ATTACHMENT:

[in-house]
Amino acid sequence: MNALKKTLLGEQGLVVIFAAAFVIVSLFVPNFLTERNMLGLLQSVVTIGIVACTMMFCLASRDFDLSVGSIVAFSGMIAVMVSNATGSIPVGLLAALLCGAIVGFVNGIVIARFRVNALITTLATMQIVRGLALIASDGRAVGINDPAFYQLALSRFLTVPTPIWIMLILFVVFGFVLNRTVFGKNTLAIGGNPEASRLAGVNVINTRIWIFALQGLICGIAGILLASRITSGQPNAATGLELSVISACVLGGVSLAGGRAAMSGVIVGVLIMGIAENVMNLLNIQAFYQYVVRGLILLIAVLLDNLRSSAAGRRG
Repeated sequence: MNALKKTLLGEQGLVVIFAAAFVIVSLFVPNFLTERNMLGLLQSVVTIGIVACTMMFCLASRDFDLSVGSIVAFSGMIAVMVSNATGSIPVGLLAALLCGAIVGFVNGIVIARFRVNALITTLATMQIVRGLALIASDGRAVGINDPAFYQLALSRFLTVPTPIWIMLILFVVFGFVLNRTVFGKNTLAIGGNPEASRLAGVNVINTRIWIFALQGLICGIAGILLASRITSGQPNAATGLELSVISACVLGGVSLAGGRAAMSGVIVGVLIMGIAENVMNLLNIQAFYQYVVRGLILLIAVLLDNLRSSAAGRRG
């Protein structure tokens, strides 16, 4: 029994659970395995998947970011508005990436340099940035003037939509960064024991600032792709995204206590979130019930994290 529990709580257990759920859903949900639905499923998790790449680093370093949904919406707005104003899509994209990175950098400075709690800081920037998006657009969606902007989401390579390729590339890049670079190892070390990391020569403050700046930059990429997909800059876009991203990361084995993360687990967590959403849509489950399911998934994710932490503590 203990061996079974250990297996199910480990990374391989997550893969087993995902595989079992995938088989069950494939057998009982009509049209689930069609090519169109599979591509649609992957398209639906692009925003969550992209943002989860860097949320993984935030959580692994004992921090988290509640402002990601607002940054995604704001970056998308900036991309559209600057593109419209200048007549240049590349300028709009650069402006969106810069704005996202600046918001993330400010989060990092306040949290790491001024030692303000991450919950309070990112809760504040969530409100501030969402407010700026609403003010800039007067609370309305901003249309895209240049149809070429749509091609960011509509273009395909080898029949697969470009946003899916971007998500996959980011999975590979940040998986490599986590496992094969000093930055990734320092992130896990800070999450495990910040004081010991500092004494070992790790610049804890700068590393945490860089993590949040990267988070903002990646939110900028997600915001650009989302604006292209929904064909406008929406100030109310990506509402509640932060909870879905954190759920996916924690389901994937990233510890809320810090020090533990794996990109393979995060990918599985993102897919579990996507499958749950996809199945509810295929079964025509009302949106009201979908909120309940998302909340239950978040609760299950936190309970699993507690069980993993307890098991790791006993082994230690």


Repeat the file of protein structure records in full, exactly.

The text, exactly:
[in-house]
Amino acid sequence: MNALKKTLLGEQGLVVIFAAAFVIVSLFVPNFLTERNMLGLLQSVVTIGIVACTMMFCLASRDFDLSVGSIVAFSGMIAVMVSNATGSIPVGLLAALLCGAIVGFVNGIVIARFRVNALITTLATMQIVRGLALIASDGRAVGINDPAFYQLALSRFLTVPTPIWIMLILFVVFGFVLNRTVFGKNTLAIGGNPEASRLAGVNVINTRIWIFALQGLICGIAGILLASRITSGQPNAATGLELSVISACVLGGVSLAGGRAAMSGVIVGVLIMGIAENVMNLLNIQAFYQYVVRGLILLIAVLLDNLRSSAAGRRG
Repeated sequence: MNALKKTLLGEQGLVVIFAAAFVIVSLFVPNFLTERNMLGLLQSVVTIGIVACTMMFCLASRDFDLSVGSIVAFSGMIAVMVSNATGSIPVGLLAALLCGAIVGFVNGIVIARFRVNALITTLATMQIVRGLALIASDGRAVGINDPAFYQLALSRFLTVPTPIWIMLILFVVFGFVLNRTVFGKNTLAIGGNPEASRLAGVNVINTRIWIFALQGLICGIAGILLASRITSGQPNAATGLELSVISACVLGGVSLAGGRAAMSGVIVGVLIMGIAENVMNLLNIQAFYQYVVRGLILLIAVLLDNLRSSAAGRRG
């Protein structure tokens, strides 16, 4: 029994659970395995998947970011508005990436340099940035003037939509960064024991600032792709995204206590979130019930994290 529990709580257990759920859903949900639905499923998790790449680093370093949904919406707005104003899509994209990175950098400075709690800081920037998006657009969606902007989401390579390729590339890049670079190892070390990391020569403050700046930059990429997909800059876009991203990361084995993360687990967590959403849509489950399911998934994710932490503590 203990061996079974250990297996199910480990990374391989997550893969087993995902595989079992995938088989069950494939057998009982009509049209689930069609090519169109599979591509649609992957398209639906692009925003969550992209943002989860860097949320993984935030959580692994004992921090988290509640402002990601607002940054995604704001970056998308900036991309559209600057593109419209200048007549240049590349300028709009650069402006969106810069704005996202600046918001993330400010989060990092306040949290790491001024030692303000991450919950309070990112809760504040969530409100501030969402407010700026609403003010800039007067609370309305901003249309895209240049149809070429749509091609960011509509273009395909080898029949697969470009946003899916971007998500996959980011999975590979940040998986490599986590496992094969000093930055990734320092992130896990800070999450495990910040004081010991500092004494070992790790610049804890700068590393945490860089993590949040990267988070903002990646939110900028997600915001650009989302604006292209929904064909406008929406100030109310990506509402509640932060909870879905954190759920996916924690389901994937990233510890809320810090020090533990794996990109393979995060990918599985993102897919579990996507499958749950996809199945509810295929079964025509009302949106009201979908909120309940998302909340239950978040609760299950936190309970699993507690069980993993307890098991790791006993082994230690």